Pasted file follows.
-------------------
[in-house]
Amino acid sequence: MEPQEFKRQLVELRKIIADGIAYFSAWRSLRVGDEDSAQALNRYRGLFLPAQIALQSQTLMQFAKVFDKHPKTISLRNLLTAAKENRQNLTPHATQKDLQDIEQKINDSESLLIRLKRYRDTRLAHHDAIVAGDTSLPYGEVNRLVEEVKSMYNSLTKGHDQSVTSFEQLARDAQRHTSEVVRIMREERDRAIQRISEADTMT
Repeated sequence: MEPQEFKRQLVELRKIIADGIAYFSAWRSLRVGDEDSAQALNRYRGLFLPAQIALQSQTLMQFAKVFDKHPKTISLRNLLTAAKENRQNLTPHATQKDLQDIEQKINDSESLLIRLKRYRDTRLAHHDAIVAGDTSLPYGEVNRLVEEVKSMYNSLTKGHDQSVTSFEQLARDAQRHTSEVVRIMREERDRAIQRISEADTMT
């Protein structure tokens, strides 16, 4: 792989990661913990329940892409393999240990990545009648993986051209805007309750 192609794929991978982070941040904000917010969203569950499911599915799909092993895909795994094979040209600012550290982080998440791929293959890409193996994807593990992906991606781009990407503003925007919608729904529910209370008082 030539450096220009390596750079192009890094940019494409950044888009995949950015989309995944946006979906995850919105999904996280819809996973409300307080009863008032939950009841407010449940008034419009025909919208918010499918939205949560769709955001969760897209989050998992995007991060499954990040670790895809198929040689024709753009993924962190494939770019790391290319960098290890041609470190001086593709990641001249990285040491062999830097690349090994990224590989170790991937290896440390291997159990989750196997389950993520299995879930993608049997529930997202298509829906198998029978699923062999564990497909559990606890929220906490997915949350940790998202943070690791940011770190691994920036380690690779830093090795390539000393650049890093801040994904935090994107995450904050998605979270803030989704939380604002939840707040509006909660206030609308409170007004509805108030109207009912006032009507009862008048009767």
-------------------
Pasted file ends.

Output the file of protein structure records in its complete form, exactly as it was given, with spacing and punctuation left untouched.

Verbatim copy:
[in-house]
Amino acid sequence: MEPQEFKRQLVELRKIIADGIAYFSAWRSLRVGDEDSAQALNRYRGLFLPAQIALQSQTLMQFAKVFDKHPKTISLRNLLTAAKENRQNLTPHATQKDLQDIEQKINDSESLLIRLKRYRDTRLAHHDAIVAGDTSLPYGEVNRLVEEVKSMYNSLTKGHDQSVTSFEQLARDAQRHTSEVVRIMREERDRAIQRISEADTMT
Repeated sequence: MEPQEFKRQLVELRKIIADGIAYFSAWRSLRVGDEDSAQALNRYRGLFLPAQIALQSQTLMQFAKVFDKHPKTISLRNLLTAAKENRQNLTPHATQKDLQDIEQKINDSESLLIRLKRYRDTRLAHHDAIVAGDTSLPYGEVNRLVEEVKSMYNSLTKGHDQSVTSFEQLARDAQRHTSEVVRIMREERDRAIQRISEADTMT
């Protein structure tokens, strides 16, 4: 792989990661913990329940892409393999240990990545009648993986051209805007309750 192609794929991978982070941040904000917010969203569950499911599915799909092993895909795994094979040209600012550290982080998440791929293959890409193996994807593990992906991606781009990407503003925007919608729904529910209370008082 030539450096220009390596750079192009890094940019494409950044888009995949950015989309995944946006979906995850919105999904996280819809996973409300307080009863008032939950009841407010449940008034419009025909919208918010499918939205949560769709955001969760897209989050998992995007991060499954990040670790895809198929040689024709753009993924962190494939770019790391290319960098290890041609470190001086593709990641001249990285040491062999830097690349090994990224590989170790991937290896440390291997159990989750196997389950993520299995879930993608049997529930997202298509829906198998029978699923062999564990497909559990606890929220906490997915949350940790998202943070690791940011770190691994920036380690690779830093090795390539000393650049890093801040994904935090994107995450904050998605979270803030989704939380604002939840707040509006909660206030609308409170007004509805108030109207009912006032009507009862008048009767």